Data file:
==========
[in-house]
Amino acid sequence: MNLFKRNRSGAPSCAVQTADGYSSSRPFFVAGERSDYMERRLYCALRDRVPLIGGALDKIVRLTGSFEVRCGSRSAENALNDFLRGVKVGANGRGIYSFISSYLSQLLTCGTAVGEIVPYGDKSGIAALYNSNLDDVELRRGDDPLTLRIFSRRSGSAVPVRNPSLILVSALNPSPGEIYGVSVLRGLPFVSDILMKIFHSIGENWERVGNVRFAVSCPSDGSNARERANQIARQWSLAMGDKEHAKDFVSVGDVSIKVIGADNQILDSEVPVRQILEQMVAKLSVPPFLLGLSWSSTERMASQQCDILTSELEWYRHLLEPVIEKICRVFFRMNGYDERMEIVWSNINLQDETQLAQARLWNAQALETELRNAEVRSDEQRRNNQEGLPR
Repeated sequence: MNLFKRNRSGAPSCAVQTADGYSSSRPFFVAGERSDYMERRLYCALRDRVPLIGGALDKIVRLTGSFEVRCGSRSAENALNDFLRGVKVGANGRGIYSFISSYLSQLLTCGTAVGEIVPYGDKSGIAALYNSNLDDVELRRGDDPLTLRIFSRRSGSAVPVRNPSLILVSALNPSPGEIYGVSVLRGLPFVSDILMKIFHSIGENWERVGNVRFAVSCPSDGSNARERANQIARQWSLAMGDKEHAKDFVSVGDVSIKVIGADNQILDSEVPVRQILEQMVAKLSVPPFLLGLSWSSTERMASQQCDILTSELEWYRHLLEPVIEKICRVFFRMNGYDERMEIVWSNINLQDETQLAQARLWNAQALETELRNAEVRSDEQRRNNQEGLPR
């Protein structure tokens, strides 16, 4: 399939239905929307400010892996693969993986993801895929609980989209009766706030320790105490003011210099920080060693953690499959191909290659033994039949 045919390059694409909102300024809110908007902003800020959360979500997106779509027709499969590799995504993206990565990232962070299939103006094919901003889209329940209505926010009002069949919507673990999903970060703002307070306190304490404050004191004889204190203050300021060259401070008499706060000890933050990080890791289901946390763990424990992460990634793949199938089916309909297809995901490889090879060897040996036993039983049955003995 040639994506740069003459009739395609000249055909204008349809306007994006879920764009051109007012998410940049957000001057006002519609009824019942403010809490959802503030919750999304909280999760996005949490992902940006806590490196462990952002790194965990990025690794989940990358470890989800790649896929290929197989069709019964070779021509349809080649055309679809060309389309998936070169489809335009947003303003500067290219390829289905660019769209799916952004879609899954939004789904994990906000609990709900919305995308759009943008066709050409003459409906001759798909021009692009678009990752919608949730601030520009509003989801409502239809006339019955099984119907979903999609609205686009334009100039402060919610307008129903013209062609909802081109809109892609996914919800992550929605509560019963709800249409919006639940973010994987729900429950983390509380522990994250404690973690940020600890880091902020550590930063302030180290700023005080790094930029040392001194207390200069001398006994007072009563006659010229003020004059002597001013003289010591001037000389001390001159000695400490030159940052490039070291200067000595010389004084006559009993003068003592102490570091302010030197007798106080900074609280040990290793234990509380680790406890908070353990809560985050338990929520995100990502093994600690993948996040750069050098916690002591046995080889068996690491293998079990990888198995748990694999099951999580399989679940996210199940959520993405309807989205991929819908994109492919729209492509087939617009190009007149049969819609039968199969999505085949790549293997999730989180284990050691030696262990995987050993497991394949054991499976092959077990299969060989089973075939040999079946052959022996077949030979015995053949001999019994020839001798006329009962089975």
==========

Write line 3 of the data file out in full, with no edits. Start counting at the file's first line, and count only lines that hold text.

Repeated sequence: MNLFKRNRSGAPSCAVQTADGYSSSRPFFVAGERSDYMERRLYCALRDRVPLIGGALDKIVRLTGSFEVRCGSRSAENALNDFLRGVKVGANGRGIYSFISSYLSQLLTCGTAVGEIVPYGDKSGIAALYNSNLDDVELRRGDDPLTLRIFSRRSGSAVPVRNPSLILVSALNPSPGEIYGVSVLRGLPFVSDILMKIFHSIGENWERVGNVRFAVSCPSDGSNARERANQIARQWSLAMGDKEHAKDFVSVGDVSIKVIGADNQILDSEVPVRQILEQMVAKLSVPPFLLGLSWSSTERMASQQCDILTSELEWYRHLLEPVIEKICRVFFRMNGYDERMEIVWSNINLQDETQLAQARLWNAQALETELRNAEVRSDEQRRNNQEGLPR